Preparing for Flodden
Updated: Feb 28, 2022
King Henry VIII’s invasion of France left England vulnerable. King James IV of Scotland exploited this when France sought his assistance in support of the war against the English. King James — the ideal Renaissance Prince — stood by the Auld Alliance and invaded England. It did not go well for the Scots. At Flodden (Sept 1513) the Scottish army was destroyed and King James along with much of the Scottish nobility were killed.
The English Array at Flodden
The idea of re-fighting Flodden on the wargames table was partially sparked by the Society of Ancients’ Bosworth Battle Day. The English army of 1513 was not that dissimilar from that of 1485. All it would take was a few command bases in early 16th century dress to give it a later look — most of the rank and file bill and bowmen from Bosworth could happily be re-used for Flodden and even some of the English commanders were present at both battles.
Lord Home's pikemen supported by the Earl of Huntley's Highlanders and artillery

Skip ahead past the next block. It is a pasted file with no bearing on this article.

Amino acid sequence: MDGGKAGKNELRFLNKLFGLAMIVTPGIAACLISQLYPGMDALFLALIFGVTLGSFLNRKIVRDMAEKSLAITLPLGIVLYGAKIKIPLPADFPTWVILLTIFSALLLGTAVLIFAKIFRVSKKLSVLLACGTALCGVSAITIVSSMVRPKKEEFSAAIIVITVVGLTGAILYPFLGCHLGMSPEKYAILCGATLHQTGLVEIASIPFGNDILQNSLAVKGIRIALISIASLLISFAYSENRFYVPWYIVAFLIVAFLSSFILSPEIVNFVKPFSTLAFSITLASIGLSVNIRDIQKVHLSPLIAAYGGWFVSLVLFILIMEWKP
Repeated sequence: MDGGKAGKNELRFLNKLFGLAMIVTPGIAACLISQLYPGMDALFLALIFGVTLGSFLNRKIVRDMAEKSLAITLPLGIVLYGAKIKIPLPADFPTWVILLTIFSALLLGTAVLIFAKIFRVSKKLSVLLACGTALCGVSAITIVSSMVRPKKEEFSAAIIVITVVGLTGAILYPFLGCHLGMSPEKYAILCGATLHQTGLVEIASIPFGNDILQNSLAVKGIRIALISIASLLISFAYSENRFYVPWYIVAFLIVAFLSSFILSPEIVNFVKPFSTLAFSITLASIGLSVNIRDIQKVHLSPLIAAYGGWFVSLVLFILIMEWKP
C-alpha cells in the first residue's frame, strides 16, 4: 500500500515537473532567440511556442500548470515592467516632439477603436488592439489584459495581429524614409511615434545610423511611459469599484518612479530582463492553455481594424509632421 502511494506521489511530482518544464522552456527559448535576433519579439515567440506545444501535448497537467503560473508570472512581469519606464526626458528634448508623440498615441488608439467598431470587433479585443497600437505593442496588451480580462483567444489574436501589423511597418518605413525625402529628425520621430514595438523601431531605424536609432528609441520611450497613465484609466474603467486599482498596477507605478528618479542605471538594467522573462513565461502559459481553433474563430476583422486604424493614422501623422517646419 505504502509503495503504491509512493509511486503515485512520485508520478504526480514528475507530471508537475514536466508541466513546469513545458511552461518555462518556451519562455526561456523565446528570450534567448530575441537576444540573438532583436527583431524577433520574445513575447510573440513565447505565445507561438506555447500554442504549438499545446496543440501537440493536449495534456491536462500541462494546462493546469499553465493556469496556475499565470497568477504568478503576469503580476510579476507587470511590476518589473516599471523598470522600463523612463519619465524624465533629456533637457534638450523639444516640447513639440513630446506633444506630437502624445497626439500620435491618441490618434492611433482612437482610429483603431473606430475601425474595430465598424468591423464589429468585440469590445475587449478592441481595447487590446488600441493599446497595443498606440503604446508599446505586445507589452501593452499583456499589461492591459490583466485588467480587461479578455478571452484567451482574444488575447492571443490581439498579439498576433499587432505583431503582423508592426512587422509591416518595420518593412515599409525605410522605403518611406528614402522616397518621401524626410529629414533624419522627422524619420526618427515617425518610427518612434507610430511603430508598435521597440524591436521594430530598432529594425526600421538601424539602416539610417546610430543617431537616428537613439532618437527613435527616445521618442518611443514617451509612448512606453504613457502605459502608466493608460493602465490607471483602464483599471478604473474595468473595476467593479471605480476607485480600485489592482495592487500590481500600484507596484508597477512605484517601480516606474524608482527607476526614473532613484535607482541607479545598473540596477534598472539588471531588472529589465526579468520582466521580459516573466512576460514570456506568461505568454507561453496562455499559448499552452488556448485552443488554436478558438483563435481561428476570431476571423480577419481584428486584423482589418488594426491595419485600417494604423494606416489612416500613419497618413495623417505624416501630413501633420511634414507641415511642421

The Scots, however, had been equipped and trained in the continental manner with large pike blocks supported by highlanders, artillery and border horse. I had some French and Scots pikes from my Henry Tudor Bosworth army but for the most part the Scottish army was raised and painted from scratch by those playing the part of the Scots.
I was able to donate my old Minifig ECW lancers to the Scottish cause. I have always been quite fond of these delightful miniatures but they have seen very little table-top action since being painted back in the late 1970s. In our game they would hover on the flanks looking for an opportunity for loot.
The two armies were deployed along ridges between which was boggy ground which neither side were aware of. This disrupted the Scottish pike blocks in the actual battle. To simulate this, Gary Kitching (who set up the scenario) had four potential areas of boggy ground marked by counters. The underside of the counters would reveal three boggy areas and one of good going. None of the players would know which was boggy and which was not until troops actually entered the area.
Flodden was a dreadful disaster for the Scots would it turn out the same in a re-fight on the wargames table?